Skip to Main Content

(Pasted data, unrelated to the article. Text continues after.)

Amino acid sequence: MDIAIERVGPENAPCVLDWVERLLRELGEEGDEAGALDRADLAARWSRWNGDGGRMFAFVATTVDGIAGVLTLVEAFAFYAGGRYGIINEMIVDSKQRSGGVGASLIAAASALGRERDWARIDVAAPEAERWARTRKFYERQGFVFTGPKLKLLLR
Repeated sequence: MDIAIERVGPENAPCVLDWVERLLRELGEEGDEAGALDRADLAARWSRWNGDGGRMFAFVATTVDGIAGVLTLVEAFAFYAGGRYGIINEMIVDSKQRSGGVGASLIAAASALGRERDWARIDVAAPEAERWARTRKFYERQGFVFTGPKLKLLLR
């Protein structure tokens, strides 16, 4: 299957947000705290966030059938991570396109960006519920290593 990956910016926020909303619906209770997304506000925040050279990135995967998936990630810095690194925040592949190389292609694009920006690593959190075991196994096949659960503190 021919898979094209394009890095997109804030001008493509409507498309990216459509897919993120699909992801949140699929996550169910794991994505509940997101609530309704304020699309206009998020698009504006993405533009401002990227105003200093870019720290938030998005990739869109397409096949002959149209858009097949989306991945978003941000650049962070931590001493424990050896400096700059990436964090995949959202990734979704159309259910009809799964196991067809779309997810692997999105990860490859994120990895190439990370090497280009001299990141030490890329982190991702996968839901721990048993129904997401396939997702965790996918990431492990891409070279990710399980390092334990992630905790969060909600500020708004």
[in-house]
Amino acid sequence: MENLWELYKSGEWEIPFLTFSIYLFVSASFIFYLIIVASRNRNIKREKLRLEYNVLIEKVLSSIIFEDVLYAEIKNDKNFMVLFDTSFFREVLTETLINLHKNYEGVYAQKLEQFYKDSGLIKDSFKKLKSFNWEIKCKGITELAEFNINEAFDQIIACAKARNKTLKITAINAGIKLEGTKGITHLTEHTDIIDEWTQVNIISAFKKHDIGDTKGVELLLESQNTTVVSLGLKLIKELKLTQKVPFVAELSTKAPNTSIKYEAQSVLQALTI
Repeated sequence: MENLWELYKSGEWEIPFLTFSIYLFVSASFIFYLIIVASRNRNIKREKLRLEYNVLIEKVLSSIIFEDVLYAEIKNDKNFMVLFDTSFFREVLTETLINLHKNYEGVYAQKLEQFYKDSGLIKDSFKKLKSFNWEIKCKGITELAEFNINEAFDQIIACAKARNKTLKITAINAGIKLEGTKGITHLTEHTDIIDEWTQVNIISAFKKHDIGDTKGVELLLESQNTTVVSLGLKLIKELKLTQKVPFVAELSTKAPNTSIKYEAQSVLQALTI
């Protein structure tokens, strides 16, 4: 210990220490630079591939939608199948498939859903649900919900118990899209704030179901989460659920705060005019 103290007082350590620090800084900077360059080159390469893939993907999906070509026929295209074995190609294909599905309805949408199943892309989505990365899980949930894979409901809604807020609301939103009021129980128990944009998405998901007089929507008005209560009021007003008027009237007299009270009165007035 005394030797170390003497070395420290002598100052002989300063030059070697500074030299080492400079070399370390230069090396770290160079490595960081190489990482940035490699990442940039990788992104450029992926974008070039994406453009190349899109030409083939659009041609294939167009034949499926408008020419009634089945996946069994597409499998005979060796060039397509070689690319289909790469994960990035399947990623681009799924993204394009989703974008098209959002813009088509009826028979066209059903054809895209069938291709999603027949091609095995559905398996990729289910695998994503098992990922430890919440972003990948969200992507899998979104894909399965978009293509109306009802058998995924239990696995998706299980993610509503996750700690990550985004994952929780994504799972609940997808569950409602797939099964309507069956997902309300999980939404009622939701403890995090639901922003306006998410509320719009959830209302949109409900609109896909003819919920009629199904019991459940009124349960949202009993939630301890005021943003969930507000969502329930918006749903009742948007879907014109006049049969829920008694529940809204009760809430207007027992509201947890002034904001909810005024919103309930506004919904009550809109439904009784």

Atomic force microscope (AFM) based nanomanipulation systems are generally slow, not repeatable and imprecise due to a lack of control on the success of limited attempts in the literature. To improve the amount of control, reliability and precision of such systems, this work proposes an automated nanomanipulation method. Spherical gold nanoparticles with 100 nm diameter are positioned mechanically on a flat mica substrate by contact manipulation by the AFM probe tip to a desired position autonomously. The most significant issue of the manipulation operation is the lack of real-time visual feedback. This issue is solved by developing a robust algorithm for particle center detection and using the AFM cantilever deflection (force) signals to detect contact losses in real-time and to repeat the manipulation again until the target location is reached. Using these solutions, an automated AFM manipulation system is developed and a statistical study is made, where gold nanoparticles are positioned for 50 times to random target positions in different directions and pushing distances. 86% of all the particles could be successfully positioned to the target positions with an accuracy less than 100 nm. Unsuccessful positioning operations are due to the particle sticking to either the tip (8%) or the substrate (6%). Additionally, performance of the successful manipulations are investigated on 60 manipulation operations in 12 different directions and 5 different distances. The metrics used to quantify performance are the final particle position error and the average manipulation speed.